Tofu Skin Knots is widely known as bǎi yè jié (literally hundred-page knots) in southern regions of China. Tofu skin is cut into strips, tied into knots and cooked with red-braised sauce resulting in a succulent, chewy and meaty texture of the final product. Inspired by a recent food tour to Taiwan, I gave the traditional recipe a twist by adding fresh and fragrant basil to balance the rich sauce of the hearty dish.
- 250g frozen Tofu skin豆腐皮
- 250g pork belly 五花肉, cut into strips of 5cm in length.
- 1 tablespoon cooking oil
- 2-3 slices ginger 姜片
- 2 and ½ tablespoons light soy sauce生抽酱油
- 1 and ½ tablespoon dark soy sauce老抽酱油
- 1 tablespoon rock sugar冰糖
- ½ cup (4 tablespoons) water
- 1-2 sprigs fresh basil 罗勒
- Cut the tofu skin into strips of 15cm in length and 5cm in width. Pick a strip. Hold the ends of the strip with your two hands, roll it up then tie into a knot. Don’t worry about making it perfect. Your tofu skin knots are going to be irregular and deformed. Just be careful when tying into knots. You may break a few strips depending on the quality and durability of your Tofu skin. Don’t throw the broken pieces away. Just cook them together with the knots.
- Place a tablespoon oil in a pot over medium high heat. Add into pork belly. Fry for a few minutes till meat turns white. Add ginger slices and cook for 1 minute. Pour into cooking wine and cook for another 2 minutes. Add into soy sauce, dark soy sauce and rock sugar. Cook for about 2 minutes. Turn to medium heat. Cook till pork is nicely browned. Stir into Tofu skin knots. Add water. Bring it to a boil. Then turn to low heat. Cover the pot. Let it simmer for about 20 minutes. Stir every five minutes to avoid burning on the bottom. Stir into basil before serving.
It perfectly goes with your homemade Ciabatta or you could simply savour it as a salad dish. You will surely ‘wow’ your guests when serving it at your dinner party.
4 Large bell peppers, red and yellow
2 tablespoons capers in salt, rinsed
12 black pitted olives
For the dressing
3 tablespoons extra virgin olive oil
2 garlic cloves, crushed
2 tablespoons balsamic vinegar
salt and ground black pepper
1. Arrange the peppers in a preheated oven (200℃) for 20 minutes
2. Remove the peppers from the oven and put in a plastic bag, seal the bag and leave for 5 minutes
3. Peel the peppers, remove the cores and seeds. Cut the peppers into strips
4. Distribute the capers and olives evenly over peppers
To make dressing,
5. Mix the olive oil and garlic together in a bowl, crush the garlic with a spoon to release as much flavor as possible.
6. Mix in the balsamic vinegar and season with salt and pepper.
7. Pour the dressing over the peppers, mix well and allow to stand at least 30 minutes before serving (or leave it in the fridge – it tastes equally good as long as it is consumed within 2-3 days.)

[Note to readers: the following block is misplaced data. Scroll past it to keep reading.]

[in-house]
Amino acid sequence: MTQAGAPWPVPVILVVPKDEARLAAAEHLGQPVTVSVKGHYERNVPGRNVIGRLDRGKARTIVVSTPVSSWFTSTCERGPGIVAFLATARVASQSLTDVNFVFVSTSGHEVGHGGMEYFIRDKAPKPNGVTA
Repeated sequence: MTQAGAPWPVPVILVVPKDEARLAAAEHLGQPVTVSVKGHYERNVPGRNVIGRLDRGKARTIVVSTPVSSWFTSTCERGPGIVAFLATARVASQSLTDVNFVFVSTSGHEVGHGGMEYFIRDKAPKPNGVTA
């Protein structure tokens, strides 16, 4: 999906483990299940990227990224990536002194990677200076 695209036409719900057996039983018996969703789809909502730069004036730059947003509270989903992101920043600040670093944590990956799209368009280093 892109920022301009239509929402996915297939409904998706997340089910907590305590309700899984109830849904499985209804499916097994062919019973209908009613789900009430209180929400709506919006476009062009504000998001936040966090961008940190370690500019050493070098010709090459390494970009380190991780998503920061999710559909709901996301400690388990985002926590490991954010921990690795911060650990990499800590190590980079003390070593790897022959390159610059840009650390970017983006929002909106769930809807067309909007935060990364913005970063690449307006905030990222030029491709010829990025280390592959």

8. Place all ingredients in a separate serving bowl by removing the excess juice.
It is perfect for every day meal or dinner party and only takes 10 minutes to put together. And you get to enjoy your homemade salad dressing. Makes sense to pre-make the salad dressing and leave it in the fridge – it helps you focus time and efforts on preparing other dishes for the home dinner/party.
- 200g baby spinach or spinach (leaves only)，菠菜叶
- 2 tablespoons almonds, blanched and slivered，杏仁片
- ½ tablespoon butter黄油
- 3 tablespoons dry cranberry，蔓越莓干
For the dressing
- 2 tablespoons white wine vinegar白葡萄酒醋
- 2 tablespoons cider vinegar苹果醋
- 2 tablespoons vegetable oil
- 2 tablespoons caster sugar
- ½ teaspoon yellow onion, minced
- 1/8 teaspoon paprika (optional)匈牙利红椒粉
- 1 tablespoon white sesame seeds, toasted白芝麻
- In a medium saucepan, melt butter over medium heat. Cook and stir almonds in butter until lightly toasted. Remove from heat, and let cool.
- To make the dressing, use a medium bowl, whisk together the sesame seeds, sugar, onion, paprika, white wine vinegar, cider vinegar, and vegetable oil. Toss with spinach just before serving.
- In a large bowl, combine the spinach with the toasted almonds and cranberries.
Tofu Skin is a byproduct of the tofu-making process. At the grocery stores, you’ll likely find tofu skin sold three ways: dried, fresh, and frozen. The frozen sheets have a firm, slightly rubbery texture that becomes soft and pliable when moistened. If sealed in an airtight package, it stays fresh for months and offers a lot of versatility. One of my favorite ways to enjoy it is to make it a salad with the Chinese Vinegar Dressing.
- Chinese Vinegar Dressing
- 5 sprigs spring onions, roughly chopped，香葱切丝
- 4 tablespoons Cooking oil
- 2 tablespoons Chinese white rice vinegar 白米醋
- 2 tablespoons Chinkiang vinegar镇江香醋
- 2 teaspoons Sesame oil 香油
- 1/2 teaspoon table salt
- 1 tablespoon light soy sauce 生抽
- 2 teaspoons caster sugar白糖